Google is doing some more spring cleaning, though it's not calling it that this time. It's not killing off anything, but it is relinquishing control over Google Refine, a data analysis tool it got as part of its Metaweb acquisition some two years ago.
Google open sourced the software and has worked on it since the acquisition, but is now giving it up and pushing it over to the "community." No one at Google will be directly involved with Refine, at least not during their regular work hours.
"When we open-sourced Freebase Gridworks almost 2.5 years ago, in May 2010, and then re-branded it to Google Refine in November 2010, little could we anticipate such a diverse and active community of users and use cases that we now have," it said.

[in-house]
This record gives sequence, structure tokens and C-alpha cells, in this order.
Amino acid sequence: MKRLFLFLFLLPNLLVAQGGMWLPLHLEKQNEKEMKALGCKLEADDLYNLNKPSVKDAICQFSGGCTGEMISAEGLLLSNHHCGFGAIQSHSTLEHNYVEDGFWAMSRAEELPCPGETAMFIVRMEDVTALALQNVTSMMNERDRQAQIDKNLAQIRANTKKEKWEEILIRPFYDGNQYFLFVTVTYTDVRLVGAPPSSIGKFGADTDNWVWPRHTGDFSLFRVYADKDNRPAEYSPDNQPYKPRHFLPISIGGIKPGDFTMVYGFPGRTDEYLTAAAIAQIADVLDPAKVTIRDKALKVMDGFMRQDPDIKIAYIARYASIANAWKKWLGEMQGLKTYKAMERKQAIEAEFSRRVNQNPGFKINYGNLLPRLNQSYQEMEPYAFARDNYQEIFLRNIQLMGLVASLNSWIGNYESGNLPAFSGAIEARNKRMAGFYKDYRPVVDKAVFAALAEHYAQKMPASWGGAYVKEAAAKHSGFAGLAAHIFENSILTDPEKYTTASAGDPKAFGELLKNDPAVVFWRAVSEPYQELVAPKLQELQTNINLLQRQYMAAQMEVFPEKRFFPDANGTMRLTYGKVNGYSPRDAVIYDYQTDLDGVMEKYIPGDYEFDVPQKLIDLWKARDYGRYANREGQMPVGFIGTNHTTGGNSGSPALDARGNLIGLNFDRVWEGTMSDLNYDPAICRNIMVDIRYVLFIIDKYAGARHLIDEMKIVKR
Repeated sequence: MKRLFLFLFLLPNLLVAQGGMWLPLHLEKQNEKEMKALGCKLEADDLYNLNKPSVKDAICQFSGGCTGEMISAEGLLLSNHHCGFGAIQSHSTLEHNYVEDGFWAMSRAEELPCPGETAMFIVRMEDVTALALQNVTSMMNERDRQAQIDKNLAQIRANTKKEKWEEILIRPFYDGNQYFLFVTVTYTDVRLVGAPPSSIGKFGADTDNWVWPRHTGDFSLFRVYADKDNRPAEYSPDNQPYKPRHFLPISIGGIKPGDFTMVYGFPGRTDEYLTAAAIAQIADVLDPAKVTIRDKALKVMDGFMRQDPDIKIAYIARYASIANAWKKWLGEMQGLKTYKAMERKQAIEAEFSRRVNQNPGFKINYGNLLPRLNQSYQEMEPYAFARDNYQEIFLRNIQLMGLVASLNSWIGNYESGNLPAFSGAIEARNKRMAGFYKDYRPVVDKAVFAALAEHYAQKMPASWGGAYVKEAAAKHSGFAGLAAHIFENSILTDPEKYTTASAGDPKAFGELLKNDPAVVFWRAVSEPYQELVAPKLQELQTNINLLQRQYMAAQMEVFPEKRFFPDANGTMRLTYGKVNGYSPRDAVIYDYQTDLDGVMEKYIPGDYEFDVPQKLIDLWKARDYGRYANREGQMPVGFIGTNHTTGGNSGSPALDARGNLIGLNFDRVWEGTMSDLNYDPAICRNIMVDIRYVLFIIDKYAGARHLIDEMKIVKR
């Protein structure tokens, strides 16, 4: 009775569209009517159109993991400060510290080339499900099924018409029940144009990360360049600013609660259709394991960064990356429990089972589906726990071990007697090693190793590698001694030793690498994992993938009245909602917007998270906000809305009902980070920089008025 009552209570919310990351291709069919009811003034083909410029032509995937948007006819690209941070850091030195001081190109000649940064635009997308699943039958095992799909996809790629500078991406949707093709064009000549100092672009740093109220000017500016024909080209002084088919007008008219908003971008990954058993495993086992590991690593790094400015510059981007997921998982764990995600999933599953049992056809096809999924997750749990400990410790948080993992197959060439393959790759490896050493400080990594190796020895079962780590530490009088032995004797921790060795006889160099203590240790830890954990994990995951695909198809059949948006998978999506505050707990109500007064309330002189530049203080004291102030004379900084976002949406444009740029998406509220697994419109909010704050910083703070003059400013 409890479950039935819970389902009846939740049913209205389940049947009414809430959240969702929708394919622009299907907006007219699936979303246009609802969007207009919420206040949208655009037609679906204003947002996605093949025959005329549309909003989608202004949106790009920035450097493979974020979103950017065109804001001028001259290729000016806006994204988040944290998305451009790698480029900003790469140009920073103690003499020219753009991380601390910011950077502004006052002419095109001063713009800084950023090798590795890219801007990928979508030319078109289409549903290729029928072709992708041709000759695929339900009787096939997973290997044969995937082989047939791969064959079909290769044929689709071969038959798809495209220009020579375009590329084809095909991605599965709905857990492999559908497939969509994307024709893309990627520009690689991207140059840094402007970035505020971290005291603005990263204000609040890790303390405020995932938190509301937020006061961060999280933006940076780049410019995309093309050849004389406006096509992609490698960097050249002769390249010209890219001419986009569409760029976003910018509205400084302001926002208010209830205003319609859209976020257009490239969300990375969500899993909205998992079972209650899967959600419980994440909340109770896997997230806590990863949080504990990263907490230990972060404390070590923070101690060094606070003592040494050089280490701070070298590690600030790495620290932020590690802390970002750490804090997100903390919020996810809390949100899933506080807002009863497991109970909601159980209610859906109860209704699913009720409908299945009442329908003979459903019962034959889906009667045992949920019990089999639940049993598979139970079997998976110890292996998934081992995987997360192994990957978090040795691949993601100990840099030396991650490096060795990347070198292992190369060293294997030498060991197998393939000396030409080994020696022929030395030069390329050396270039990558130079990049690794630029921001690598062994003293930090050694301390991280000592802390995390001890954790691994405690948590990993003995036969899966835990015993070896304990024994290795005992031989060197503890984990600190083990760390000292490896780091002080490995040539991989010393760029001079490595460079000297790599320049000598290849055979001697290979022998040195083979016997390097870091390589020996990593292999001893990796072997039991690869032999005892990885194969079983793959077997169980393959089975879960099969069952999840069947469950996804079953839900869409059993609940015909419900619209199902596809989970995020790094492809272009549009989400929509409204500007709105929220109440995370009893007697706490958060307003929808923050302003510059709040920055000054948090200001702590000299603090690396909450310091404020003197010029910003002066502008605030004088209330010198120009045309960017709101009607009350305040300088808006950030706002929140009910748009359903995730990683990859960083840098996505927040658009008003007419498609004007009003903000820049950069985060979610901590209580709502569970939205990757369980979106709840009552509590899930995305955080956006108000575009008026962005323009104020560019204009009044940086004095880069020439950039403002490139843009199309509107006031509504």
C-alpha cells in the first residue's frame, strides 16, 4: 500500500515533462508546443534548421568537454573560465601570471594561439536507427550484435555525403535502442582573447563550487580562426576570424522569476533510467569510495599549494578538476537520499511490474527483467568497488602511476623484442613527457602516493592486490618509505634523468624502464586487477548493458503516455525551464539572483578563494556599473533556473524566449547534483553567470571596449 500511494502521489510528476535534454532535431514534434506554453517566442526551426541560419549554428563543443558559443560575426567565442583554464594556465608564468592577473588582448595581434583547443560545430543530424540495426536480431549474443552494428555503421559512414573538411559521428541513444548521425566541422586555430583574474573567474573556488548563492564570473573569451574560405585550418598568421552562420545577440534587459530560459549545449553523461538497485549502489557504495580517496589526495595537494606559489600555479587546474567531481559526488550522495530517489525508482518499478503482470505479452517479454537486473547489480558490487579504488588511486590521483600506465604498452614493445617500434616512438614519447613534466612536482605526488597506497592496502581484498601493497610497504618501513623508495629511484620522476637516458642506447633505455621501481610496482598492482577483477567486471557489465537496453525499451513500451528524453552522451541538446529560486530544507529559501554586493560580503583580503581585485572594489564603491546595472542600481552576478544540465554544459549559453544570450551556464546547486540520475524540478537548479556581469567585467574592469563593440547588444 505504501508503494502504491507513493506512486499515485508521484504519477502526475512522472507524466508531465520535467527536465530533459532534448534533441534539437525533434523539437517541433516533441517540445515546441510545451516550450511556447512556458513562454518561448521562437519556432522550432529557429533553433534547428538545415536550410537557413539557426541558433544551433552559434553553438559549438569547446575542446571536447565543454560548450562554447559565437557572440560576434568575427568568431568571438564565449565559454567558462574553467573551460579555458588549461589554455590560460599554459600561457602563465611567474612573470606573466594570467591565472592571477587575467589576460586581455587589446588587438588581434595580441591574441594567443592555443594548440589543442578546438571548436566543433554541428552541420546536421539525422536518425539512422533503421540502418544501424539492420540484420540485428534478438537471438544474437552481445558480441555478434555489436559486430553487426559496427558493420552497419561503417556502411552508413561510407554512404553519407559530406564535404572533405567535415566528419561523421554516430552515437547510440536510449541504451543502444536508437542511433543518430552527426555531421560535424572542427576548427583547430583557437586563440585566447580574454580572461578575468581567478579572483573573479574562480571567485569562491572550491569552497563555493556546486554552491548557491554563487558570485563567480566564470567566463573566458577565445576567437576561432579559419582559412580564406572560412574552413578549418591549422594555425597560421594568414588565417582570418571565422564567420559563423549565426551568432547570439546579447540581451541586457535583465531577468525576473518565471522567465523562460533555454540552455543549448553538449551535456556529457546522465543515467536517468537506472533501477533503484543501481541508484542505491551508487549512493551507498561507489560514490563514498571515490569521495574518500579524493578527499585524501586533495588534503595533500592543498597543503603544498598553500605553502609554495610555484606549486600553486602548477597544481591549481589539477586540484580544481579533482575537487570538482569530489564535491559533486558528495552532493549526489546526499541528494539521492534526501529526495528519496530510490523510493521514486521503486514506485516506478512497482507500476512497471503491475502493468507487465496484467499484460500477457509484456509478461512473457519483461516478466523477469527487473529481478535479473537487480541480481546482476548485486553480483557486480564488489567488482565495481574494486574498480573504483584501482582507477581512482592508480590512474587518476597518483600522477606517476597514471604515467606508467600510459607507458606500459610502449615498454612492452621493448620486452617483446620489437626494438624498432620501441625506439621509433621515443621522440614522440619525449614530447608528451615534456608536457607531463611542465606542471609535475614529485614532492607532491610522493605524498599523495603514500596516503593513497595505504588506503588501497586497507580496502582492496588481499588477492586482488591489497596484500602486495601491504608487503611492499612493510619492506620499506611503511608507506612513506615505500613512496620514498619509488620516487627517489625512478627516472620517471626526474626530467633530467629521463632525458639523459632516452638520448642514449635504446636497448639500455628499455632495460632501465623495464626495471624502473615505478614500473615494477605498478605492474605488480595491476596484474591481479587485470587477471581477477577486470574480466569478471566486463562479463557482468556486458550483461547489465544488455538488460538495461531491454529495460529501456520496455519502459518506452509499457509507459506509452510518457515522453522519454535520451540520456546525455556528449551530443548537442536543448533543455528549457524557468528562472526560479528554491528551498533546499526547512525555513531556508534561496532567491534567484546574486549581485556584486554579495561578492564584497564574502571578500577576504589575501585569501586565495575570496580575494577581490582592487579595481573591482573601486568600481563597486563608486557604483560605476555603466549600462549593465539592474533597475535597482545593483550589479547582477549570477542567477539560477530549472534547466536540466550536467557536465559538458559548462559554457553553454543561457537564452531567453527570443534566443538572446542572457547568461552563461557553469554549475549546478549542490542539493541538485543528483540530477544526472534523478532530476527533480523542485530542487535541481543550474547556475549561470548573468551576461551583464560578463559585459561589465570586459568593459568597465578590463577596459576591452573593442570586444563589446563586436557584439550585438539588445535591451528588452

While Google says the interest for what it calls a "niche data-wrangling tool" is surprising, the number of users is very small, a few thousands maybe.
Google is more accustomed to millions of users, so the fact that it's detaching itself from the project is understandable.
What is surprising though, but perhaps shouldn't be for a project so small, is that the community actually welcomes the move and is excited about the future.